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How Do You Clean a Bugle?

Q: How do you clean a bugle that hasn’t been used for several years?
— Michael, Cold Spring Harbor, New York

A: Dunk the bugle in soapy water and lightly scrub the outside with a washcloth.

To clean hard-to-reach places inside, use a flexible cleaning brush, often called a snake brush. (The $28 Yamaha Trumpet Maintenance Kit contains a cloth and a few brushes, including a 3-foot plastic-coated snake brush.)

After you’ve scrubbed the bugle, dunk the instrument again in clean water and dry it thoroughly.

Jeff Weir, corps director of the Naval Academy Drum & Bugle Corps, recommends not scrubbing too hard, as doing so could damage the outer lacquer.

“If the instrument is so old that the finish is completely worn off, the key would be to absolutely ensure the horn is completely dry after washing it,” Weir says.


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3 Comments on How Do You Clean a Bugle?

  1. I bought a bugle at a garage sale. The slides were *almost* locked shut but I was able to pull them open without the use of tools. The slide surfaces were heavily corroeded. I used Brasso on the sliding surfaces (but not the outer surface) until they were completely clean and then used a silicone-based grease to lubricate them. A silicone-based grease will repel water and help limit corrosion.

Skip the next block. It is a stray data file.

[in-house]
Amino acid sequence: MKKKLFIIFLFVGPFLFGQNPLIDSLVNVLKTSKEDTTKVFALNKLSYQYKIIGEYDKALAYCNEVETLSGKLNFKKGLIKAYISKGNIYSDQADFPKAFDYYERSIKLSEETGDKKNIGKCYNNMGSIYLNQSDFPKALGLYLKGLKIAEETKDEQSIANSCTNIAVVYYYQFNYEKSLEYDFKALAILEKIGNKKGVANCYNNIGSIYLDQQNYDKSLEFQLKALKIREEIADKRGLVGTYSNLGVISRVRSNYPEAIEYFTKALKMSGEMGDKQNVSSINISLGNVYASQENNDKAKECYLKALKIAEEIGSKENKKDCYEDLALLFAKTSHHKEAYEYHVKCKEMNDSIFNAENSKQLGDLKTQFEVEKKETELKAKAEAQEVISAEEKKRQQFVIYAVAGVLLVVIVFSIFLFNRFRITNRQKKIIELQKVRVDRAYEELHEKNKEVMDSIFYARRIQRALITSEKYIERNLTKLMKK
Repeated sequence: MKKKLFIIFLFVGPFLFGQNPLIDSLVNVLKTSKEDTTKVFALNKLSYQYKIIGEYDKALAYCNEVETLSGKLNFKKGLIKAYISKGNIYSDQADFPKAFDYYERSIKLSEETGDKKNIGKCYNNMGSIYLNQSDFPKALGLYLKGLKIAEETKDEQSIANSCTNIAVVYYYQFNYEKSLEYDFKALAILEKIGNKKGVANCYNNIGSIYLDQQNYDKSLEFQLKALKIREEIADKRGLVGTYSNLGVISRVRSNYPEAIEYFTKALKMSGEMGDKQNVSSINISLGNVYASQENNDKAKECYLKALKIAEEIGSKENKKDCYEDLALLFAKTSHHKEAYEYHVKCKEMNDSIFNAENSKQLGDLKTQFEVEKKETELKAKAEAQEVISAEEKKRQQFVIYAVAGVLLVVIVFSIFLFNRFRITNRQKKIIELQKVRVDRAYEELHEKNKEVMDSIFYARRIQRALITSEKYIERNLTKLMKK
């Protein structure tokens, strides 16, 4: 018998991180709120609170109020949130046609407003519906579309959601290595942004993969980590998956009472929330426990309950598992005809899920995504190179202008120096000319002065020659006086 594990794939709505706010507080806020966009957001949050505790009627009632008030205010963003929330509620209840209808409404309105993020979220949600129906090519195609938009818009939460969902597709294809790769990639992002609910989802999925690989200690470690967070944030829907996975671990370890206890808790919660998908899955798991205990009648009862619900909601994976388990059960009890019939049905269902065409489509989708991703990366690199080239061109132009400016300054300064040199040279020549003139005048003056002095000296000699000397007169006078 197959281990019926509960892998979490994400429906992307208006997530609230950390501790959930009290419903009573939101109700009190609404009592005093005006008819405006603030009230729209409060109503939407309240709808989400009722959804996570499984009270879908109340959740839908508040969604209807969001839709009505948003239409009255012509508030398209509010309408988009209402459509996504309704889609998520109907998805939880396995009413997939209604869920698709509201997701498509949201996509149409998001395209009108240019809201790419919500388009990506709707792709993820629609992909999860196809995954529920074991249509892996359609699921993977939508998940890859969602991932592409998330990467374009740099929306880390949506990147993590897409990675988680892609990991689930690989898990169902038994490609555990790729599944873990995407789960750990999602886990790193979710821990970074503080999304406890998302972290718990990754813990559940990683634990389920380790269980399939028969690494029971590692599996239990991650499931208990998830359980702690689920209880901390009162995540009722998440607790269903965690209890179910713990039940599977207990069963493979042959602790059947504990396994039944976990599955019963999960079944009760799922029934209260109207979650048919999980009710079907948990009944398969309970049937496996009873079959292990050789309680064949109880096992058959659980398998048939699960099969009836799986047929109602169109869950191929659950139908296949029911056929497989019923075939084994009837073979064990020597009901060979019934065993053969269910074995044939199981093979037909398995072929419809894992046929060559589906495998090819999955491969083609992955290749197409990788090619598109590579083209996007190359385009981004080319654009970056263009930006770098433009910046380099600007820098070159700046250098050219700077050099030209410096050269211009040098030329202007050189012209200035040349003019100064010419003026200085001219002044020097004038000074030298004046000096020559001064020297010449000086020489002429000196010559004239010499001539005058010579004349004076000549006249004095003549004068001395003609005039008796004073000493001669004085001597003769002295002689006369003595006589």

2. If slides or mouthpiece are stuck, go to a brass repair shop. Don’t try it yourself. You don’t want to know the number of bent lead pipes and slides I’ve seen because someone just attached lockjaws to a horn after finding it stuck and trying to avoid a repair bill.

    On reassembly slides require a heavier grease like Vaseline do they remain movable.

    If it’s really old, don’t be afraid to go to the same shop and have them degrease it or even relaquer it after its working. Unless it’s nickle plated.

  3. Scoutmaster Ed // October 28, 2019 at 9:34 pm // Reply

    You certainly asked the right expert on Bugle cleaning.I do not see the application of a “BLITZ CLOTH” or that wonderful metal polish I think Uncle Sam bought by the “Tank Car Load” BRASSO. Now how do you deal with a bugle that has been around since Chester Nimitz was a PLEBE and Lt Zimmerman was Bandmaster at “The Academy”.

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